motor set] to perform flawlessly during ascent.
Our flight support motors [FSMs] are a critical part in validating
what we are about to fly—our “test before you fly”
philosophy. During the return to flight activity, we also tested an
engineering test motor, called ETM-3. The booster we fly today on
the Shuttle has four segments. The ETM-3 had five-segments. ETM-3
was a margin test for the SSP and has evolved into the booster for
the Ares Project. The ETM-3 margin test has been very beneficial to
us in the SSP in developing flight rationale. A full scale motor test,
especially a margin test, helps us understand the physical performance
limits of the hardware, as well as the physics of the hardware. The
test information, in conjunction with analysis, is critical in developing
strong flight rational.
Another area of concern we dealt with while I was project manager
was motor age. At the time of the Columbia incident our motors were
stacked at the Cape [KSC] ready for the next launch. As a result of
the stand-down time, and age life limits, we had to de-stack the motors
and return them to Utah. We also were required to review the age life
limits of all the assets built in the plant in Utah. The motor assets
were certified for five years. There was a concern if we did not fly
for a long time that we would have motors which exceeded their certification
If they exceeded the age life limit, we had three options: (1) generically
certifying the age life of the motors past five years [which would
be very expensive and time consuming], (2) washing out the motors
and building more [also expensive], or (3) developing flight rationale
for each motor anchored to age-life testing.
Depending on the flight set, we did different things. We took the
de-stacked assets [motor pair] returned from KSC and saw a unique
opportunity to test the identical pair, one immediately and one after
being stored. This would help bound the age of the motors we would
fly in the future. Both motors were tested, performed flawlessly,
and strengthened our flight rationale as we flew our older assets.
It turned out that we did get close to the age certification limit
as we flew out our inventory. RSRM-96, which flew on STS-117, was
the oldest motor set we flew [four years and eleven months old]. The
age limit was five. We are now flying younger motors.
Other obsolescence issues or changes we had to deal with included
the loss of the vendor for the operational pressure transducer, referred
to as the OPT. The OPT is a critical part of booster separation. The
booster’s burn for the first 2 minutes, 124 seconds to 126 seconds
of flight. The OPT’s monitors the pressure of the motor initiating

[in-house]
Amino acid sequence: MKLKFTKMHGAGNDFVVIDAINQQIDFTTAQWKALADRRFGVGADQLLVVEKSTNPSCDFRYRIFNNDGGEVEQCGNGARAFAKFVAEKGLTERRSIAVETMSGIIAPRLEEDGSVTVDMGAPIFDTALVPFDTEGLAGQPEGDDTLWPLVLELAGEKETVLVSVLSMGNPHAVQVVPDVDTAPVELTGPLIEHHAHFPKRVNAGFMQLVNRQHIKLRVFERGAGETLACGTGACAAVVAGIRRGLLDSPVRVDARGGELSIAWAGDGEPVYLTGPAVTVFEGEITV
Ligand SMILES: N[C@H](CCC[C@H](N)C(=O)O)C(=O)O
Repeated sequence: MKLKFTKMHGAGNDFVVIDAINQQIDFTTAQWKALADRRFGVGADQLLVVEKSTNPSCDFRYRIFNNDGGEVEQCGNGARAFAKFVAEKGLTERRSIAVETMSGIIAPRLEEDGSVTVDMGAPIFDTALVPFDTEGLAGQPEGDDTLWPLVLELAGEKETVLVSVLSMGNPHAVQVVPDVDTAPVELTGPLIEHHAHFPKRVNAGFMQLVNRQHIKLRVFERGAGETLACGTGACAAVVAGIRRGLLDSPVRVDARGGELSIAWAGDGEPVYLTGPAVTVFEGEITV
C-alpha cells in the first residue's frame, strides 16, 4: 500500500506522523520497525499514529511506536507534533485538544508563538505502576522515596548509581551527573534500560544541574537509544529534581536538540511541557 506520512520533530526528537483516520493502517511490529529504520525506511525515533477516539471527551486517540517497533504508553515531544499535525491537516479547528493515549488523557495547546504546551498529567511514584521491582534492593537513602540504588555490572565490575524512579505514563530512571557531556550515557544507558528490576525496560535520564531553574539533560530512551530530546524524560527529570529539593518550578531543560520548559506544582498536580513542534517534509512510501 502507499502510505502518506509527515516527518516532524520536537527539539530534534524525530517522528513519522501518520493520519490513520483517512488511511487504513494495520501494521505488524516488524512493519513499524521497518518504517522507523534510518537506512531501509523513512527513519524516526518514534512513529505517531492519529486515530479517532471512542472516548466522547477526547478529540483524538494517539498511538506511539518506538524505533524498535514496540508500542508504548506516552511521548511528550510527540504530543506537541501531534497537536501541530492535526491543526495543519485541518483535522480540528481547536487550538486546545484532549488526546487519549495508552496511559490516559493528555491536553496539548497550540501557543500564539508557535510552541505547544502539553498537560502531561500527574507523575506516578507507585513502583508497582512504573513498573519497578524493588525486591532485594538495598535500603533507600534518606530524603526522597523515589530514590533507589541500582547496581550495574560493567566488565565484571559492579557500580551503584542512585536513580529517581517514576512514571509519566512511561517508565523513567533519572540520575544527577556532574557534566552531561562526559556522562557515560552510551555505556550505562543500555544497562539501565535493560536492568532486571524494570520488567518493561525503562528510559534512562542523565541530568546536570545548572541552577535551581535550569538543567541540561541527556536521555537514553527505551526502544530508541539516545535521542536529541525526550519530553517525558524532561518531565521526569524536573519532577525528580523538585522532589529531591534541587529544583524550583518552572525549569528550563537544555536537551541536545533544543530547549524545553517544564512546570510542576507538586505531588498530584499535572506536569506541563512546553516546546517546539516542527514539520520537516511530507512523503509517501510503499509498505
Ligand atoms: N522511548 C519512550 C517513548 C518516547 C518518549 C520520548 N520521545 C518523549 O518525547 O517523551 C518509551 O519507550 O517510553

the separation process.
Also we had obsolescence with the booster separation motors, referred
to as the BSMs. The original vendor that produced the hardware went
out of business. To support the manifest and fly the STS-122 mission
in 2006, we had to completely redesign, certify and produce the separation
booster motors. The separation booster motors physically push the
SRBs from the vehicle. The OPT tells the system to separate, the BSM’s
[four in the front and four in the back] of each RSRB, kick the booster
away from the external tank and orbiter, so they can continue into
space. The booster sep [separation] motors are very critical, very
powerful, only fire for a second and a half, and make sure we don’t
On the solid rocket booster, we had a return to flight concern, the
SRB bolt catcher. I wasn’t the SRB project manager during that
time frame, David [M.] Martin was the project manager. He’s
now at the Kennedy Space Center. He would be the expert on it, but
I can describe some of the details.
The solid rocket booster and the external tank have attachment points.
The attach points are held together by large bolts. When we have SRB/ET
separation, a cartridge fires which breaks the bolt. When the bolt
separates it is ejected into the SRB bolt catcher. The bolt catcher
prevents any debris, such as the bolt, from hitting the vehicle at
separation. Debris hitting the vehicle is a concern.
During return to flight activity it was observed that the bolt catcher
may not have the proper strength. There was a concern that if the
bolt catcher didn’t have proper strength that it might fail
or become a debris source—with the heightened awareness of Columbia
and the opportunity to relook, we said, “Let’s go back
and redesign the bolt catcher and make it safer.” We redesigned
the housing, the firing cartridge and changed to the separation bolt.